OPINION: This article may contain commentary which reflects the author's opinion.
Democrats in Mississippi believe they have a real shot at electing a party member to the governor’s office as the current state chief executive, Republican Gov. Tate Reeves, becomes increasingly unpopular.
The state hasn’t had a Democratic governor in 19 years, but according to a new Mississippi Today/Sienna College survey, just one in three state residents, or 33 percent, would vote to reelect Reeves. The poll found that 57 percent would choose his opponent.
This, despite the fact that former President Donald Trump handily won Mississippi by 16 points in the 2020 election.
Nevertheless, Democrats have hope that Brandon Presley, a cousin of Tupelo-born rock-and-roll giant Elvis Presley and the Northern District Commissioner, can become the first Democrat elected to the governor’s office, Politico is reporting, noting that people appear to be excited about him over his perceived strong track record and political talents.
The outlet noted further:
Reeves has middling poll numbers and clashed with some other state Republicans, but he secured his party’s nomination since several potential primary challengers bowed out, after sniffing around Reeves’ campaign for weakness.
Presley’s appeal for Democrats goes well beyond his connection to The King. Democrats believe that his record as a public official — combined with what would need to be a strong campaign and a weakened incumbent — gives them a chance to break the GOP’s streak of dominance over state government. It would follow a similar path to other recent Democratic governors elected in red states like Louisiana, Kentucky and Kansas.
“He’s a great retail politician and a real good campaigner,” former Clinton-era Agriculture Secretary Mike Espy, a Democrat who ran for Senate in 2018 and again in 2020, said of Presley. “He will probably raise enough money.”
Still, in the same poll, Reeves nevertheless held a 4-point lead over Presley, Politico added, despite being rapped for alleged corruption, which Presley has hit upon already.
“We’ve got a state filled with good people, but horrible politicians. Tate Reeves is a man with zero conviction and maximum corruption,” Presley said in a video announcing his run. “He looks out for himself and his rich friends instead of the people that put him into office.”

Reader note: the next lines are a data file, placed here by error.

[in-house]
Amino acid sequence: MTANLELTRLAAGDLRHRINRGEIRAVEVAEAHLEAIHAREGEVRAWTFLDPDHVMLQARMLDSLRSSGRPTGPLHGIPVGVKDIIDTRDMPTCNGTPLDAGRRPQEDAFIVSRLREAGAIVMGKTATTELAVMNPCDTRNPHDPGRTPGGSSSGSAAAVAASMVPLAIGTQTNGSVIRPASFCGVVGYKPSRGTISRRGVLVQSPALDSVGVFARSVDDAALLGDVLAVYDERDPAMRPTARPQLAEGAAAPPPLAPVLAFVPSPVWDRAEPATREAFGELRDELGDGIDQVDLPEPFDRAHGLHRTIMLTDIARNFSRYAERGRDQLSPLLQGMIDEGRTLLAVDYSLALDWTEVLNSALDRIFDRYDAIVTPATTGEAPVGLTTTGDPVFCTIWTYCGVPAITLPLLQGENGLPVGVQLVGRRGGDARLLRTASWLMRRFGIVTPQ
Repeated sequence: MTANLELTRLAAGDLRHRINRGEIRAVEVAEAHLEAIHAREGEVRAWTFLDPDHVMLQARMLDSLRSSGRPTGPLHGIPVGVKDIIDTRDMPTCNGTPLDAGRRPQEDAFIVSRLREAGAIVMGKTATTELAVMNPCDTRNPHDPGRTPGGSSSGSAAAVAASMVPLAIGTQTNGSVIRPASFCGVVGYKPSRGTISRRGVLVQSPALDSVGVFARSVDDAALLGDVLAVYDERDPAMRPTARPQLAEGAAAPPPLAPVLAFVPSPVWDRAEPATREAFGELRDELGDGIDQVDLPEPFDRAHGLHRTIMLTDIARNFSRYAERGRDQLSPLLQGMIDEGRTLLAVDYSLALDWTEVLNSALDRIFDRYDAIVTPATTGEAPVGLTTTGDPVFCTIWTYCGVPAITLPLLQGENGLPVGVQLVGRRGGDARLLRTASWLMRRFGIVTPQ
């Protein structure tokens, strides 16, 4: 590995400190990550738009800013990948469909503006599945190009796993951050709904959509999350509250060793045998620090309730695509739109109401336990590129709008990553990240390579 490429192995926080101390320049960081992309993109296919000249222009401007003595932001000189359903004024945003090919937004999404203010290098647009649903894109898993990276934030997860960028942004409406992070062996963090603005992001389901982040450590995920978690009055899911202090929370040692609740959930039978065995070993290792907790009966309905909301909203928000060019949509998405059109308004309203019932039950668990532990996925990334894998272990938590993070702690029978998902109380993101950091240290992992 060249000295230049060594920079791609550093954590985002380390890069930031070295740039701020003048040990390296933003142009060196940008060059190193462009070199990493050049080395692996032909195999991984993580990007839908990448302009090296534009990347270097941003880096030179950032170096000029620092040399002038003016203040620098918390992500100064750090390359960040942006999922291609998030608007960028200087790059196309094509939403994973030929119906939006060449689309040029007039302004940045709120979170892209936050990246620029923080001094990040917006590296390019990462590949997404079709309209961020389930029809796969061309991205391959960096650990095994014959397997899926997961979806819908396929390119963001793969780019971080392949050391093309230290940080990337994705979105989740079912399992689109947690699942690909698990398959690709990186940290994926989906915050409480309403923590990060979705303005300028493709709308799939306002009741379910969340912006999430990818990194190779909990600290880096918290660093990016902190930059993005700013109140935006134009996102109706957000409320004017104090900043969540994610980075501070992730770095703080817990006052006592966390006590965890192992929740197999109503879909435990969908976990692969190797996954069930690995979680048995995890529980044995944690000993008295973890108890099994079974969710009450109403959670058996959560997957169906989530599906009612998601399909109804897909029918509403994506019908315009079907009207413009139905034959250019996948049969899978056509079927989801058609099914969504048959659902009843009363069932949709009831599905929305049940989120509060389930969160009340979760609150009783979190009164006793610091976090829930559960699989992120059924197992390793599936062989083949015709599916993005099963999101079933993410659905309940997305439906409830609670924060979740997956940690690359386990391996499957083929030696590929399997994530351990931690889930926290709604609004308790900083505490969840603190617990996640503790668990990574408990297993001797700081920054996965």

Mississippi deserves leaders who fight for our families, children and workers rather than themselves and their rich friends. We deserve leaders who will never forget where they came from or who put them in office.
That's why I'm running for Governor of Mississippi. pic.twitter.com/hyQzrLX0X1
— Brandon Presley (@BrandonPresley) January 12, 2023
“We can build a Mississippi where we fight corruption, not embrace it. Where we cut taxes, lower the cost of healthcare and create good jobs. A Mississippi where we finally focus on the future, not the past.”
The Daily Caller added: “Reeves, meanwhile, has battled numerous members of his own party, some of whom have not hidden their disdain for him. Reeves has developed a reputation as someone that creates new enemies that even Republican House Speaker of Mississippi Philip Gunn reportedly shares a tense relationship with Reeves, and planned a run to unseat him.
“Although state Democrats are optimistic about Presley’s chances, some see the run as reminiscent of Democrat state Attorney General Jim Hood’s failed 2019 attempt to defeat Tate Reeves. Hood was the only Democrat serving in state-wide elected office, and still lost to Reeves by a 5-point margin,” the outlet continued.
Next year, Republicans are hoping to make up for a less-than-stellar midterm performance, when the party barely won a House majority and lost a seat in the U.S. Senate, despite President Joe Biden’s unpopularity.
Iconic conservative commentator Mark Levin went scorched earth following the November elections and addressed Republicans’ “underwhelming performance” during his Fox News show.
During the opening monologue on his show, “Life, Liberty & Levin,” he told viewers that the expected Republican gains were “mathematically impossible” and never indicated a “red wave,” despite polling and predictions from many that claimed Democrats were posed to underperform.
“I noticed that many of the same people who were wrong about a red wave are now telling us what to think about a non-red wave. The experts, the consultants, the ruling class, the media, and the politicians. We need to think for ourselves, enough of the static. I said before the election, and I said repeatedly here and on the radio: Forget about the red wave. Forget about a red tsunami. Forget about Armageddon and vote,” Levin began.
In the Senate, Republicans had to defend 20 of the 34 seats up for re-election. To win the majority, Republicans would have had to “tap into” the 14 Democrat incumbent seats, the host explained.